Is your target customer "any computer in North America" ? There is a huge difference in the profile of

  • techie users (will have 3.5 running in Win98 if it has to)
  • normal household users (will have whatever the OS installs and will likely allow whatever your installer adds)
  • technology adverse users ('grandma', will not install anything)
  • corporate users (will have whatever the corporate policy allows)

So, who is your target? IF you target a corporate market, then you should see what are the policies among your possible customers, not among every computer in North America. If you target every computer in North America then you should probably look at Silverligh, not .net 3.5.

Also, when will you ship? Is the figure of 3.5 pre-installs relevant now or then? Windows 7 and Windows 2008 come with 3.5 pre-installed and everyone expects a lot of Windows 7 deployments to replace Vista (understandably...).

And ultimately, what impact will using .net 2.0 have on your app? Negligible? 100% push back of the ship date?

To make a long rant short, you should just develop in 3.5 if you think is worth it and add the dependency to the installer.

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For the sake of disccusion, my target is Yahoo users and I'm shipping today. –  Adam Kane Oct 12 '09 at 3:53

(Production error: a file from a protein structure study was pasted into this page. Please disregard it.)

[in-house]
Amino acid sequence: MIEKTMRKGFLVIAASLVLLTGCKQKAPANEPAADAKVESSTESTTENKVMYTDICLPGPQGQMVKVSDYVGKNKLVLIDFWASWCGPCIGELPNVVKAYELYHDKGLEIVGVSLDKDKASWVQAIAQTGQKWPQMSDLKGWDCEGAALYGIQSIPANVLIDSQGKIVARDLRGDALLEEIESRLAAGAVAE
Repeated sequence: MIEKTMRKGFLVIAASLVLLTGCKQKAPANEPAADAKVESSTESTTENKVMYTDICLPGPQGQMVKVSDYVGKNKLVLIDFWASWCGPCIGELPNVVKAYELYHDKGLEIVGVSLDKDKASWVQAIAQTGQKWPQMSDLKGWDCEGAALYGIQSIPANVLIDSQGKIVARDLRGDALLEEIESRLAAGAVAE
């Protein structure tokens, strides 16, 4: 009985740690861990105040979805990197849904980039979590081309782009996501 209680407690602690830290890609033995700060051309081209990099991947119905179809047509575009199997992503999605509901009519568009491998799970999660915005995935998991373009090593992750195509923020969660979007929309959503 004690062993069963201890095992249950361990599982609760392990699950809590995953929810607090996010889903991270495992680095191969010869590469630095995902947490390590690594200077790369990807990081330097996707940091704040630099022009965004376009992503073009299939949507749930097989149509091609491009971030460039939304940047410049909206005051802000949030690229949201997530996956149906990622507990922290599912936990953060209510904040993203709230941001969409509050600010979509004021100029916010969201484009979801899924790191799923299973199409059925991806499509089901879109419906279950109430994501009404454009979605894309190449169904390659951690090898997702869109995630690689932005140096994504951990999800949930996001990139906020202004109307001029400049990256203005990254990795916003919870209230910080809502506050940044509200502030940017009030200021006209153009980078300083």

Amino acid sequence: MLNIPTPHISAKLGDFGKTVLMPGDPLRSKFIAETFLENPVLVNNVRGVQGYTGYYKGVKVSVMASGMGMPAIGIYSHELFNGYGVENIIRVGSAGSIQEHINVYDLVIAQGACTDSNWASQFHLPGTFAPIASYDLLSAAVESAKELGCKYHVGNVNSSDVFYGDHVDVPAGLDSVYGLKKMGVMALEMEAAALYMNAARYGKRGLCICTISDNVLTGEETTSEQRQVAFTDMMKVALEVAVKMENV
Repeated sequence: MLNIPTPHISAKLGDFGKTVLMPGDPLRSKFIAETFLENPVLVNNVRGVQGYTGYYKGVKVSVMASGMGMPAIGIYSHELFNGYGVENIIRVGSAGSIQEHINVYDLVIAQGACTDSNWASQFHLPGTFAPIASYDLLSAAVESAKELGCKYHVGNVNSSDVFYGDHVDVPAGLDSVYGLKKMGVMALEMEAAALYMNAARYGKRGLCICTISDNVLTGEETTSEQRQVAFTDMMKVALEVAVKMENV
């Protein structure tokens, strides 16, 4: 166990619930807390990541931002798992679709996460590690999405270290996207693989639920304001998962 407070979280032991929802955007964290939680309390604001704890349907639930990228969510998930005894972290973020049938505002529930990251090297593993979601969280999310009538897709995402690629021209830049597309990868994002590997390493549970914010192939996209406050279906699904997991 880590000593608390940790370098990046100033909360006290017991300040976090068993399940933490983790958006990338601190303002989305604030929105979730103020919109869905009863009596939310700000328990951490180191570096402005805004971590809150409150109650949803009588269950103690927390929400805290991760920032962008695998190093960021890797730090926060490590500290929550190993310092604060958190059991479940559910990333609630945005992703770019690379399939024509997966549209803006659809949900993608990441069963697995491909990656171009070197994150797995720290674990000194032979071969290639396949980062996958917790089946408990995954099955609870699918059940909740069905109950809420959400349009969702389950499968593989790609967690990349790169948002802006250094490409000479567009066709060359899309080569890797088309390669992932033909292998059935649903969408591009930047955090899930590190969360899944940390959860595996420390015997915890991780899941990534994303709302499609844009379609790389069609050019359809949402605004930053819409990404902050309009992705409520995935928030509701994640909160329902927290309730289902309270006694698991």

@Adam: Isn't that the perfect Silverlight scenario? –  Remus Rusanu Oct 12 '09 at 3:57
    
Also, short of paying for a Gartner report or equivalent, I doubt you'll get this info from any reliable source (if Gartner is reliable...). MS probably has it from the Windows Update info, but I'm just as sure will not disclose it. –  Remus Rusanu Oct 12 '09 at 4:00
    
My goal is to get to develop windows client .NET 3.5 applications. If, for example, only 2 out of 10 users have 3.5 installed it's clearly a no-go for my clients, if 7 out of 10 already have 3.5 installed, I could make a case. I just need to know X out of 10 if anyone has even a ballpark estimate. If not, so be it. For browser plugins, like Flash, this data is collected by third parties and is widely available. Is it not the case for the .NET Framework? –  Adam Kane Oct 12 '09 at 4:09
    
Browser capabilities like Plugin_Flash are much easier to track by third parties. But the installed .Net Framework(s) is not a 'browser capability'. I'd be very surprised to hear more than 20% of deployed XP/Vista/Win7 user base has .net 3.5 btw. My money would be somewhere between 5-10%. Will increase in time as Win7 rolls out and replaces Vista. –  Remus Rusanu Oct 12 '09 at 17:15

Not sure about the nature of your app and the end user's ability to install .NET, but how many will decline installing a newer/differnt version? Different versions of .net can be on the same computer. You should decide which one can you build the best application based on your abiliity to program for different versions.

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Why don't you try including a .NET version check in your application? If they don't have the version they require you can just notify the user and provide a link for them to download/install it.

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It's too late at that point. The idea is to target a version of the .NET framework that most users will have already. By learning that X out of 10 users already have .NET 3.5, I'd be in a position to make a judgement call about using it. –  Adam Kane Oct 12 '09 at 3:50